The Murder of Andrew Kissel
A Financial Juggling Act
Kissel moved out of the co-op in Manhattan and relocated to Greenwich, Connecticut, where he was building his dream house, a custom-built mansion at 58 Quaker Lane. A childhood friend told The Advocate of Stamford, Connecticut, that as a boy, Andrew Kissel loved model cars: "He would put together... hundreds of them... meticulously paint them and detail them with little stripes." Kissel never outgrew his passion for cars, and at the time of his death he owned 30 vintage automobiles, including four Ferraris and a customized Mercedes station wagon, a collection worth millions. He also owned a 75-foot Hatteras yacht worth $2.85 million, according to Bloomberg.com. Kissel had an insatiable lust for luxury toys, and he rarely denied himself. Of course, he didn't have the income to support his lavish wants, but that didn't stop him. He had learned that money was always available if a person knew how to work the system.
Kissel's childhood friend remembered him as being aloof and "kind of stuck up" when he was a boy. He was "shy" and "often avoided eye contact." As an adult, his personality problems were compounded by drug and alcohol abuse. Court papers revealed that he had been "diagnosed with alcohol dependence, bipolar disorder, cocaine abuse, impulse control disorder, post-traumatic stress disorder and anti-social personality disorder," according to The Advocate. Perhaps it was this combination of personal problems and addictions that led him to bilk millions of dollars from investors, family members, banks, and other lending institutions.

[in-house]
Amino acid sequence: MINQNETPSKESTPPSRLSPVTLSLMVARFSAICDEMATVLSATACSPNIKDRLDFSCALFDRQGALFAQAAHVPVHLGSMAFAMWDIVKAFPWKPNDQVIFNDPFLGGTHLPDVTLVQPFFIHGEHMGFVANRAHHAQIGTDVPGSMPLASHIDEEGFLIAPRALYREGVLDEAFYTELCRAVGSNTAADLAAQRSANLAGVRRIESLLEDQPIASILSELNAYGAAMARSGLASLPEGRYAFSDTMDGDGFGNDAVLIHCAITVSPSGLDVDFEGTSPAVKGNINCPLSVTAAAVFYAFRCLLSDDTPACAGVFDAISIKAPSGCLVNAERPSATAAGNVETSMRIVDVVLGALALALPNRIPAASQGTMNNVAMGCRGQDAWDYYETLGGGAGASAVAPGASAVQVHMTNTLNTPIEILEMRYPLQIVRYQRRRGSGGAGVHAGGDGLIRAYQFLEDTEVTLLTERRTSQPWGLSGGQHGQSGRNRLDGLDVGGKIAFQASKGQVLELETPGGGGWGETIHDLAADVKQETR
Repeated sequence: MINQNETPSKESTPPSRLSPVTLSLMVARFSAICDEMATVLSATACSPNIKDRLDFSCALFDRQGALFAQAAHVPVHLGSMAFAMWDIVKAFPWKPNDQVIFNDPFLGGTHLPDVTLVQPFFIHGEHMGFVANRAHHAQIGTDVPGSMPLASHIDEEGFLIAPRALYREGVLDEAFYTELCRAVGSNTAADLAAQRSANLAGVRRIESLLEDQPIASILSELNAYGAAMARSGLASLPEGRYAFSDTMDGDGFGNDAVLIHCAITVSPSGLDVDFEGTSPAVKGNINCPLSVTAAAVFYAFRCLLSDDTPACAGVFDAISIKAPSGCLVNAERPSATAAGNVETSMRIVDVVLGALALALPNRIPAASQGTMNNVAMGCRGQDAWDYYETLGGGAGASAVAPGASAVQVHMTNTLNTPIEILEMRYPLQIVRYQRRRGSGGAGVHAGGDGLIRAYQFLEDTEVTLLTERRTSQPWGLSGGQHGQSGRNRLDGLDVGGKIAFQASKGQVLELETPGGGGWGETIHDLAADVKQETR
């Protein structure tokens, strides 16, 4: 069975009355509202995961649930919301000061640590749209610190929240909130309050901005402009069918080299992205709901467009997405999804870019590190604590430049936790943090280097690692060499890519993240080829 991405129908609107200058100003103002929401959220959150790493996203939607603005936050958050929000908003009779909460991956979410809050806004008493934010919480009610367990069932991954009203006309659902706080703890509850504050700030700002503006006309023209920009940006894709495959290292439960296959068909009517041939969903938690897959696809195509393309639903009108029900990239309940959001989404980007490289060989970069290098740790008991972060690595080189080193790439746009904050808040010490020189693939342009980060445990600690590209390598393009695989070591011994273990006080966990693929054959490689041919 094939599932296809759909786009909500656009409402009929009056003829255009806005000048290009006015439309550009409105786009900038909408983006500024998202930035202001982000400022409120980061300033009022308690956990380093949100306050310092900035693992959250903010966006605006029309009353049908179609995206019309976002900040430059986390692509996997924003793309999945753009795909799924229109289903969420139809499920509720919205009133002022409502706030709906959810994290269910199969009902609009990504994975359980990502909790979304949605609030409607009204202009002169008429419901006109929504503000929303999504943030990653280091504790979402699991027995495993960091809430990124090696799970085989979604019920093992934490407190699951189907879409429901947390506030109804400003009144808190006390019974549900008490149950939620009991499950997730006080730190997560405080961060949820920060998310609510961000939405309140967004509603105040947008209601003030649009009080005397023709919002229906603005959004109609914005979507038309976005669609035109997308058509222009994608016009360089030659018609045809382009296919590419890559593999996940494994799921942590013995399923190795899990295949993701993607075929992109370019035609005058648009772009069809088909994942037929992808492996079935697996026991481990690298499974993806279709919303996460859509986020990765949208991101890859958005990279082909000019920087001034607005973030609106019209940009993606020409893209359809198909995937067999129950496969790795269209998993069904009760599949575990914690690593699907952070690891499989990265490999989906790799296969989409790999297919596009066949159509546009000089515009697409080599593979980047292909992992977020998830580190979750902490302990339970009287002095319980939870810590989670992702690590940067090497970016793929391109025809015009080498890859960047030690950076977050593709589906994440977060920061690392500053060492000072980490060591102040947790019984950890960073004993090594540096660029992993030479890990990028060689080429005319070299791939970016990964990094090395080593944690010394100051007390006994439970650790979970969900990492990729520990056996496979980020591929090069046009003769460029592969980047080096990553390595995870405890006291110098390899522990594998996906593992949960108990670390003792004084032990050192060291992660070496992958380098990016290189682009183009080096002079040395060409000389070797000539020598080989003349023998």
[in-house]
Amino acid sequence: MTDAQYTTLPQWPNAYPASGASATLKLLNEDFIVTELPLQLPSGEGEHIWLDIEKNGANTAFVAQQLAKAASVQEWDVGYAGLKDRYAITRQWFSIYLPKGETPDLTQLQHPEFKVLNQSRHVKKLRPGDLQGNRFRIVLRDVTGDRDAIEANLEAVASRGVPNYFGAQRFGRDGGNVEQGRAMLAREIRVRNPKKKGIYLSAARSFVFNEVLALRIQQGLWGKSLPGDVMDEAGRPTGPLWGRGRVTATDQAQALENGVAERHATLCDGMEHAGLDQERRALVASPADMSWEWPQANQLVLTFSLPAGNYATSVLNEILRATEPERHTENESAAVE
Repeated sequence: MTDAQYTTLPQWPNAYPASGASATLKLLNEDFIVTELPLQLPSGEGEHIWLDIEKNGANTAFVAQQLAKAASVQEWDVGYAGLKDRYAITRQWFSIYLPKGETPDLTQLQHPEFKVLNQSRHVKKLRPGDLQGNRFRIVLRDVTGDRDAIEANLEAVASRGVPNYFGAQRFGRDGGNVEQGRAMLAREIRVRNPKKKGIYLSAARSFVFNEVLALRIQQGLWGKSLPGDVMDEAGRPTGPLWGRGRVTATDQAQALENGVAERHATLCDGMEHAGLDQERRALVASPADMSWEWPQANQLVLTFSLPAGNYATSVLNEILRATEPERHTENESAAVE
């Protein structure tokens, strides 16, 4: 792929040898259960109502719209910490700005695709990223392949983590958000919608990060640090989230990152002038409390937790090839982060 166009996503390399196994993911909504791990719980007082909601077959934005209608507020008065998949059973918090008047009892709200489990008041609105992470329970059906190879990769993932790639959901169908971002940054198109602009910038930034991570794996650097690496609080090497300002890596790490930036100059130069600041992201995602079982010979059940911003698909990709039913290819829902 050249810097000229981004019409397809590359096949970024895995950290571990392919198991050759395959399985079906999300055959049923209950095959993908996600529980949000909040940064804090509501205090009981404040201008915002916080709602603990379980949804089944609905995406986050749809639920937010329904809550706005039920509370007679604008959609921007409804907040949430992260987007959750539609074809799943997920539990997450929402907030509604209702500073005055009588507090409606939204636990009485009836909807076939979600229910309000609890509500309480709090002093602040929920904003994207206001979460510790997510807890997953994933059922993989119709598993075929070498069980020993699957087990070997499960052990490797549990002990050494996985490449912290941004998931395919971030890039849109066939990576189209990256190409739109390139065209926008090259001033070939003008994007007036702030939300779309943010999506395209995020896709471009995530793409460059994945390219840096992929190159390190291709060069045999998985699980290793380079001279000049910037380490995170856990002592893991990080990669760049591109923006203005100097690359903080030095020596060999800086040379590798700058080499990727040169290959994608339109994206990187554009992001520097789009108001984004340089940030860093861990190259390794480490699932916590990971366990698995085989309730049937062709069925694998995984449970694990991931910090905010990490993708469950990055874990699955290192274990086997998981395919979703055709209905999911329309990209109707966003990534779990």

"Andrew took money from everyone possible," his father William Kissel, told the New York Times. "From his father-in-law, from friends, from [his brother] Robert, from everybody, and they're all holding the bag."
Andrew had founded a real-estate development company called Hanrock with offices in Stamford. The name Hanrock was derived from the first initials of his wife Hayley, himself, his sister-in-law Nancy, and his brother Robert. According to New York, when a notary public who worked for Hanrock left the company, Kissel managed to get her stamp and used it to file false mortgage releases on real-estate properties in New Jersey, Connecticut, and Vermont. The New York Times wrote that Kissel "claimed that old lenders had relinquished claims on the properties and tricked new lenders to make fresh loans on them without proper collateral." With fraudulently borrowed money, Kissel was able to maintain his lavish lifestyle. But when his financial juggling act was finally exposed, his many creditors were furious, and every one of them is now a possible suspect in his murder—except for one investor, his brother Robert.
Three years before Andrew's death, Robert Kissel had also been murdered.